Monday, July 25, 2011

Brains on chess

An interesting paper (citation and abstract below) recently came out in which they look at chess master versus amateur brains. It suggests that the "face area" in the brain is not really specialized for recognizing faces, but familiar spatial patterns more generally. In my analysis of the circles, I commonly drew on analogies between facial recognition and chess pattern recognition, and this partially justifies it (for instance, here and especially here).

I no longer am sure the circles are the best way, or even a particularly good way, to plant the seeds of recognition, but I think the overall picture of pattern storage and recognition, draw at the second link above, is sound.

New study:
Bilalić, Langner, Ulrich, and Grodd (2011) Many Faces of Expertise: Fusiform Face Area in Chess Experts and Novices. The Journal of Neuroscience, 13 July 2011, 31(28): 10293-10301.


The fusiform face area (FFA) is involved in face perception to such an extent that some claim it is a brain module for faces exclusively. The other possibility is that FFA is modulated by experience in individuation in any visual domain, not only faces. Here we test this latter FFA expertise hypothesis using the game of chess as a domain of investigation. We exploited the characteristic of chess, which features multiple objects forming meaningful spatial relations. In three experiments, we show that FFA activity is related to stimulus properties and not to chess skill directly. In all chess and non-chess tasks, experts' FFA was more activated than that of novices' only when they dealt with naturalistic full-board chess positions. When common spatial relationships formed by chess objects in chess positions were randomly disturbed, FFA was again differentially active only in experts, regardless of the actual task. Our experiments show that FFA contributes to the holistic processing of domain-specific multipart stimuli in chess experts. This suggests that FFA may not only mediate human expertise in face recognition but, supporting the expertise hypothesis, may mediate the automatic holistic processing of any highly familiar multipart visual input.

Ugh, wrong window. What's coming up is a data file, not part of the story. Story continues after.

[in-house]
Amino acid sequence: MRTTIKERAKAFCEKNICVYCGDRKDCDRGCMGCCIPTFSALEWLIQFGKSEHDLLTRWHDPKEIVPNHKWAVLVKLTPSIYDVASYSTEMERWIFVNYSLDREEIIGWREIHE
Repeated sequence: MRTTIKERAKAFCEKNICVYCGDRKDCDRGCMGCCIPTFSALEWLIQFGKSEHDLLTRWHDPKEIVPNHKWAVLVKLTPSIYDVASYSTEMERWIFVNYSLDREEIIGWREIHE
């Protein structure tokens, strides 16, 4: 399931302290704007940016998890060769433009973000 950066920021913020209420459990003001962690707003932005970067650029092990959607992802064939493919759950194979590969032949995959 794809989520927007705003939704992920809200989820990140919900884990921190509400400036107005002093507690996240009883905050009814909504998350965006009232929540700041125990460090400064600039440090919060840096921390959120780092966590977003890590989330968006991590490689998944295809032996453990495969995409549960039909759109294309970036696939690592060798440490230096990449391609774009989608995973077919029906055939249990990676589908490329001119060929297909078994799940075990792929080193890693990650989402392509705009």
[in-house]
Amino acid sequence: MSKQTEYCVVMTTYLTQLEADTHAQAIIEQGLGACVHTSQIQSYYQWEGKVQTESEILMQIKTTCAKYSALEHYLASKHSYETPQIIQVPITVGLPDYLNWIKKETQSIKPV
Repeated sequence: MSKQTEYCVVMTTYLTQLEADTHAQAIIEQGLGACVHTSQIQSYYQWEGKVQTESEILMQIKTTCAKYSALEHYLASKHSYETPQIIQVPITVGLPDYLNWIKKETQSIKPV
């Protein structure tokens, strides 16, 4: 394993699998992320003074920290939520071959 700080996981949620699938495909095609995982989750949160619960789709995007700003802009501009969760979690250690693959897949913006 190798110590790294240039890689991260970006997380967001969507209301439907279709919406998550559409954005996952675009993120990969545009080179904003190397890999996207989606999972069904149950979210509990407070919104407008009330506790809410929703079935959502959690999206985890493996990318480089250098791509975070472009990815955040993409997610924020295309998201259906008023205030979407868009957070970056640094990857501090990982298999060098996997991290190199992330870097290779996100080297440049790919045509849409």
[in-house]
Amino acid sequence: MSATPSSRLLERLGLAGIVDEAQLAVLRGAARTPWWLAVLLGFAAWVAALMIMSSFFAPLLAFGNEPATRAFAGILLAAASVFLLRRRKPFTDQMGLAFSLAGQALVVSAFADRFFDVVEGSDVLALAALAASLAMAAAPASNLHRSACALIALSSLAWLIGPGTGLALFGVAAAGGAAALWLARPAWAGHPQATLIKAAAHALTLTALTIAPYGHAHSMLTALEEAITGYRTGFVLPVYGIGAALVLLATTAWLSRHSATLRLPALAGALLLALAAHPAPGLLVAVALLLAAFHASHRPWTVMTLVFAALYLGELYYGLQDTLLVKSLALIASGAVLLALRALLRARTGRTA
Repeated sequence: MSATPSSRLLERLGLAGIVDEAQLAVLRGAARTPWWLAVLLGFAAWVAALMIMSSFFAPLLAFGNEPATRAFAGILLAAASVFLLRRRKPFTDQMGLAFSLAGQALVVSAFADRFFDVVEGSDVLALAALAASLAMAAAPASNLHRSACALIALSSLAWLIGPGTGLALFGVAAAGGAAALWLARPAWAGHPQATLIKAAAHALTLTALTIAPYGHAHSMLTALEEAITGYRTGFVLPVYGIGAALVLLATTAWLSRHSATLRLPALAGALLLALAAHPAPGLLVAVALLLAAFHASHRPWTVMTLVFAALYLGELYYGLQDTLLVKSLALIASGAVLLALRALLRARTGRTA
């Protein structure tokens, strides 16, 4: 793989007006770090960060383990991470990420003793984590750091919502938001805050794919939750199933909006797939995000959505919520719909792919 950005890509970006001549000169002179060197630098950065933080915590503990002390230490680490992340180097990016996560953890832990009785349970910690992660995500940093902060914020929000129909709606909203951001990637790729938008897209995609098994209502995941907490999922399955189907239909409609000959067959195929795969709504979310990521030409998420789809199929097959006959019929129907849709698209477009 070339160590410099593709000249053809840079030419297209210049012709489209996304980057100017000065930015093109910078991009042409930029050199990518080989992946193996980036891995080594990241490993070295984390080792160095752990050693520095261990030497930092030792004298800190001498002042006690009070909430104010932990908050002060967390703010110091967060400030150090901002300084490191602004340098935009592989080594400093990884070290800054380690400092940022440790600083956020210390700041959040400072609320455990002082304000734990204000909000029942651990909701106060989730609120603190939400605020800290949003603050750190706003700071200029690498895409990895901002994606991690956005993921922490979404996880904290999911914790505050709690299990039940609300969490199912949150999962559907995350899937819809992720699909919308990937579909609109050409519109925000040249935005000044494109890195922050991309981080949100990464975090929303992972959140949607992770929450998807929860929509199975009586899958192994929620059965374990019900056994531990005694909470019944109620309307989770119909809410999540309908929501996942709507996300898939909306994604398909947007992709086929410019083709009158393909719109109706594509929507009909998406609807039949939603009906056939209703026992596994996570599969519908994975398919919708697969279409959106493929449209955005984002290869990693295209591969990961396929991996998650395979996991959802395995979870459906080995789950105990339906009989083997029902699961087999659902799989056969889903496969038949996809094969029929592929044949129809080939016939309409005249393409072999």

Sunday, July 24, 2011

Reminder of August 1 deadline for eighth carnival

The August Chess Improvement Carnival, to be hosted by Takchess is coming up. Deadline for submission is August 1. If you want content to be seen, whether yours or someone else's, you can submit posts here.

If you want to host future carnivals, please email me at blue devil [dot] knight at Yahoo.

I plan on seeing this through to number 12, the December Carnival. If you are interested in taking over, let me know. Otherwise we will send this thing out to pasture.

Monday, July 04, 2011

Independence Day Chess Improvement Carnival is up!

The July improvement Carnival is up at The Prodigal Pawn, who is definitely in the spirit of July 4th. For those that don't know, July 4 in the United States is when you blow stuff up to show how much you love the country (ok, really it is the day, in 1776, that the United States declared its independence from British imperial rule). You can learn some American history, chess blog history, and how to get better at chess in his fitting Independence Day Carnival.

Next month is the seventh Chess Improvement Carnival, to be hosted by Takchess, and you can submit posts here. If you want to host future carnivals, please email me at blue devil [dot] knight at Yahoo.